The finale of any well-planned trip to Richmond, BC should be a dim sum brunch. Dim sum used to be identified by large loud restaurants full of food carts. But, dim sum is now often served “Hong Kong style.” You can order whatever you like by checking boxes on a slip of order paper at one’s table. Where to go for the best Dim Sum in Richmond? Well, we had visited a restaurant for dinner that came highly recommended by our hotel, Neptune Seafood. The menu had been only in Chinese, the food delicious, and the place packed. So, we made a return reservation for noon on Sunday.
When we returned, they showed us quickly to our table, right next to the front door. Of the, approximately, 200 people eating loudly, there were exactly 4 Caucasians – our family! Several families or wait staff stopped at our table to ask “Where are you from?” in the same tone one might ask of obvious foreigners on a street corner in Beijing. We had the same friendly waiter as the night before. He surveyed our initial list of dim sum selections with disapproval. “Shu mai is not special here. You should get special foods.” And, he quickly rearranged our order to include egg rolls (“different that you’ve ever eaten before”), abalone in sticky rice, and “something like mushroom pie but you can’t translate it into English.” When fluffy sticks stuffed with shrimp arrived, we didn’t even know we had ordered them until our waiter, Peter*, stopped by and said “So, you liked the egg rolls.” And the mushroom pie was fantastic. Other items carried past us included assorted shapes of bright yellow Jell-O with red peanuts inside and brown spongy star-shaped cakes.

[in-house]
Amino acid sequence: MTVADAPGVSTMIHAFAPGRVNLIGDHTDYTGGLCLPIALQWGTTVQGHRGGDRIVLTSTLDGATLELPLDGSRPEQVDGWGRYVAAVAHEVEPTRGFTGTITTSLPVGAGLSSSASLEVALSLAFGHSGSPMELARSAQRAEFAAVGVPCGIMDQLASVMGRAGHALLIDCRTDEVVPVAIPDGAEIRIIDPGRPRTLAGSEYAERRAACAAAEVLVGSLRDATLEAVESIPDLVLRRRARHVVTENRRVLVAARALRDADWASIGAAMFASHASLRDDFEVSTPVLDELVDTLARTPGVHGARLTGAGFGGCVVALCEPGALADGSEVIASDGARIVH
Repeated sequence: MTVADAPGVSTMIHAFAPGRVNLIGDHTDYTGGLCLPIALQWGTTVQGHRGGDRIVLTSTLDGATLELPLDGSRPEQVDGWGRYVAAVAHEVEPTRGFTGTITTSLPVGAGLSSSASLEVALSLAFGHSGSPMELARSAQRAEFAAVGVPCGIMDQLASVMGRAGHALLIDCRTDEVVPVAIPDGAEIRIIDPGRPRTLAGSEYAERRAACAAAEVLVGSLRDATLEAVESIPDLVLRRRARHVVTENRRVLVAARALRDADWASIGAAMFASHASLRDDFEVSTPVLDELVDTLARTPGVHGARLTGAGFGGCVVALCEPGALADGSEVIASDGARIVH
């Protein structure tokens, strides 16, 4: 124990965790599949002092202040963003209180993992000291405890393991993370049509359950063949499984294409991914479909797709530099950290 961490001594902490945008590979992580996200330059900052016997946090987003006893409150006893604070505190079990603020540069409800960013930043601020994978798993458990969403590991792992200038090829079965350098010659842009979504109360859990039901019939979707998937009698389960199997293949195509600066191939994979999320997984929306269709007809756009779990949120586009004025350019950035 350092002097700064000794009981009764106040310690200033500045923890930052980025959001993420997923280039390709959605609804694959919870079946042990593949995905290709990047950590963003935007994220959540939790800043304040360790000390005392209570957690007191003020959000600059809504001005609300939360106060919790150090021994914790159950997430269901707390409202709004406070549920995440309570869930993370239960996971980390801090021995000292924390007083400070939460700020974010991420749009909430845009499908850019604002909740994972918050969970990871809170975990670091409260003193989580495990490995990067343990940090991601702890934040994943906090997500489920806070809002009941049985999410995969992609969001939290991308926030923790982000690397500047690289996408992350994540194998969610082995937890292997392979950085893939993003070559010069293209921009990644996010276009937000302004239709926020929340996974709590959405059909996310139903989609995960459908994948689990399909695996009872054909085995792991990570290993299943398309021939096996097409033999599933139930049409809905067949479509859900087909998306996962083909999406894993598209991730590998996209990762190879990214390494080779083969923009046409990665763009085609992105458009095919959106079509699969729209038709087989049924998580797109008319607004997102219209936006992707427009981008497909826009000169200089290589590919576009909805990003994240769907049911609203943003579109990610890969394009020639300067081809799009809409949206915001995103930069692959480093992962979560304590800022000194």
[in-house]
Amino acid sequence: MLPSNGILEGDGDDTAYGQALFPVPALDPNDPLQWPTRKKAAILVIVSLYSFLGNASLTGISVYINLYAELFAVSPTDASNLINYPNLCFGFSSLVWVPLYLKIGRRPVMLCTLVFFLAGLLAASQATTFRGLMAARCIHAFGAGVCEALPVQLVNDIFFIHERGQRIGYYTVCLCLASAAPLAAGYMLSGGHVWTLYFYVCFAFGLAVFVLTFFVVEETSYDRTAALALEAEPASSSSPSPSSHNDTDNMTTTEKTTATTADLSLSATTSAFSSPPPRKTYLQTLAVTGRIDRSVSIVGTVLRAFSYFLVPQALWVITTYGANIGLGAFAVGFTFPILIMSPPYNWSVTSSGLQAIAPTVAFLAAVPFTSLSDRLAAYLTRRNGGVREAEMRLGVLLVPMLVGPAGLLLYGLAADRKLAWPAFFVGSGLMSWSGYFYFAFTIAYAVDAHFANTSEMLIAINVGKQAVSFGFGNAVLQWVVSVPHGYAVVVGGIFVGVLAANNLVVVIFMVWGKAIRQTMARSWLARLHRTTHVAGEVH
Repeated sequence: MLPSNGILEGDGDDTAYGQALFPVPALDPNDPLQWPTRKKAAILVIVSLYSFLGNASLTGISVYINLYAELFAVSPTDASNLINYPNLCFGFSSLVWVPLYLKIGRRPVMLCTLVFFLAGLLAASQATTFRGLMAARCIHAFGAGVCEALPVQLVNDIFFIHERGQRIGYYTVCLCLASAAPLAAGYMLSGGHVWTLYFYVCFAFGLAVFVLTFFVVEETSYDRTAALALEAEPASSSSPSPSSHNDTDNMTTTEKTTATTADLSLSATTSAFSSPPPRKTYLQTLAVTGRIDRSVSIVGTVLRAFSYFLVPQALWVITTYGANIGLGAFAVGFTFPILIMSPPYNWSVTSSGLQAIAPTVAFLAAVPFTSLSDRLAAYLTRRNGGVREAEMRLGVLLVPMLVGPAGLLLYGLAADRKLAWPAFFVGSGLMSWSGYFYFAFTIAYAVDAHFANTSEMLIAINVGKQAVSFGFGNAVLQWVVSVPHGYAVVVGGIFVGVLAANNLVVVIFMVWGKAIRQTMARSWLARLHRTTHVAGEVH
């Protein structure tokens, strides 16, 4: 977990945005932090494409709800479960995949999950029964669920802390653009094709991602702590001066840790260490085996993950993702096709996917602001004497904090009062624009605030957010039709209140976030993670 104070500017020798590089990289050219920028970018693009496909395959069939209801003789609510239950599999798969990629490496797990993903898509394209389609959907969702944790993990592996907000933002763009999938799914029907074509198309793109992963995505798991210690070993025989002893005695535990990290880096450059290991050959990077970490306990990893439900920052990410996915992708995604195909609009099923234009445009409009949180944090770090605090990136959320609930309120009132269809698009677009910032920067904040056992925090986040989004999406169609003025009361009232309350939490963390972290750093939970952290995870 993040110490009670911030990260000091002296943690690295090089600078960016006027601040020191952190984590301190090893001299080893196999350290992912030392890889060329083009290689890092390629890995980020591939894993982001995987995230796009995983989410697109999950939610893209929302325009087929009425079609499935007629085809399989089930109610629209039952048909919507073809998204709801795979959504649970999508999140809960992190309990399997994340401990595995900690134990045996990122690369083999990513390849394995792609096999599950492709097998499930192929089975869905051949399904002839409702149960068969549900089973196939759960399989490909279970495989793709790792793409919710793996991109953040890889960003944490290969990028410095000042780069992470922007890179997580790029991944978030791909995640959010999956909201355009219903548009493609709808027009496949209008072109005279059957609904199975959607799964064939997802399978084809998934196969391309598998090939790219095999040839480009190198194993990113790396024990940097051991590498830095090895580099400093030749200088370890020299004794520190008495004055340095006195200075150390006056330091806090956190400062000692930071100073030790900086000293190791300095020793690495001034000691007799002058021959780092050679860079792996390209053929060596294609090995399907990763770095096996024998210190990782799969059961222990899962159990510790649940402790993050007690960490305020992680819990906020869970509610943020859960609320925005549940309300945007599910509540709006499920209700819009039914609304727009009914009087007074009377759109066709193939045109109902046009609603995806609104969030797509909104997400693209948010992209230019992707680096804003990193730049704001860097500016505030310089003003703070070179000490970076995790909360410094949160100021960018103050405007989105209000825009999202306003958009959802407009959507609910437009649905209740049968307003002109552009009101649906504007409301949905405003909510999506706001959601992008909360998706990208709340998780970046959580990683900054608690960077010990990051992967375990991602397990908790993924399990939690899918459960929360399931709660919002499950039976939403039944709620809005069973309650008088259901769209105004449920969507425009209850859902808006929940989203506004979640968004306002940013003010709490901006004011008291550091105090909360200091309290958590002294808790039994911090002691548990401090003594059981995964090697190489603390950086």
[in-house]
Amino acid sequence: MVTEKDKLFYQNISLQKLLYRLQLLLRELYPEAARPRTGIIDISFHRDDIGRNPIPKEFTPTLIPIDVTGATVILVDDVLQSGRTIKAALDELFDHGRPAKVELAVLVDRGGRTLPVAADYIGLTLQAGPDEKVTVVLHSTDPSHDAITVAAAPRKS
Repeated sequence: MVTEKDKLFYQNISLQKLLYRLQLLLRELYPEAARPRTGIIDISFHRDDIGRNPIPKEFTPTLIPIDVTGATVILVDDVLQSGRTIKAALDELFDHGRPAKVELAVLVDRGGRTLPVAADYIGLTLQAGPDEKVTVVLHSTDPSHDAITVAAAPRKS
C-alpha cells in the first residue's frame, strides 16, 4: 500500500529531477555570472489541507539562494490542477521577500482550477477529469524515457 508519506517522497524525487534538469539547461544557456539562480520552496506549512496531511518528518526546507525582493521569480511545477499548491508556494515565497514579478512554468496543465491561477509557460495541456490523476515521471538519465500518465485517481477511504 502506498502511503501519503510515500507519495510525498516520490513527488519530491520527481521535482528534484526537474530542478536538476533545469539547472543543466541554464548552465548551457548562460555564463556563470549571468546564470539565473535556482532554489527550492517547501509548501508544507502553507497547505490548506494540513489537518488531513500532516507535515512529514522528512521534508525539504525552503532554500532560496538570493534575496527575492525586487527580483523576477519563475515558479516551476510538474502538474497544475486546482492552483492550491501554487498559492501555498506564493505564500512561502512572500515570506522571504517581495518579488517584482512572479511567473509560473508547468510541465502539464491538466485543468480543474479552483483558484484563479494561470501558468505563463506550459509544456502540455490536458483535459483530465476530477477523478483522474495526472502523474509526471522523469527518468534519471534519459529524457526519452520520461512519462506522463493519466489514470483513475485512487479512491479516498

Just as we were feeling sad that our stomachs could hold no more, a drumbeat drifted into the door and people started running around in excitement. The headwaiter brought over a tray of empty red envelopes “Put money inside. Feed it to the lions. Good luck in the new year.” By the time we had fished a toonie out of our pocket for each girl, a yellow and a white lion had slinked into the doorway and were wrestling to grab a cluster of dollar bills that dangled temptingly from the ceiling near the bar. Once they successfully swallowed the money, they perched high and spit good luck out across the restaurant in a spray of financial confetti. Then they danced around the restaurant, collecting donations and imparting good luck to all.
We left the Golden Village on this cross-cultural high, in possession of many new $2 plastic items, bags stuffed with baked goods, and a camera full of interesting pictures. This isn’t NYC or San Francisco Chinatown, it is really a pan-Asian village. We hadn’t even had a chance to visit the Buddhist temple or try one of the many hot pot restaurants that had sprung up since our last trip. Back at home, pur new copy of ‘If the world were a village’ had arrived and our kids discovered that 21% of the world speaks Chinese. They are now inspired to learn a little Mandarin. Luckily, great opportunities to practice are only a delicious 2.5 hour drive away.
*all the waiters had name tags with English names …. “Peter”, “Anthony”, “Albert”, “Lydia”. When I asked why, Peter answered ‘Because it’s easier for you to say”. Well, yeah, but … the menu is only in Chinese!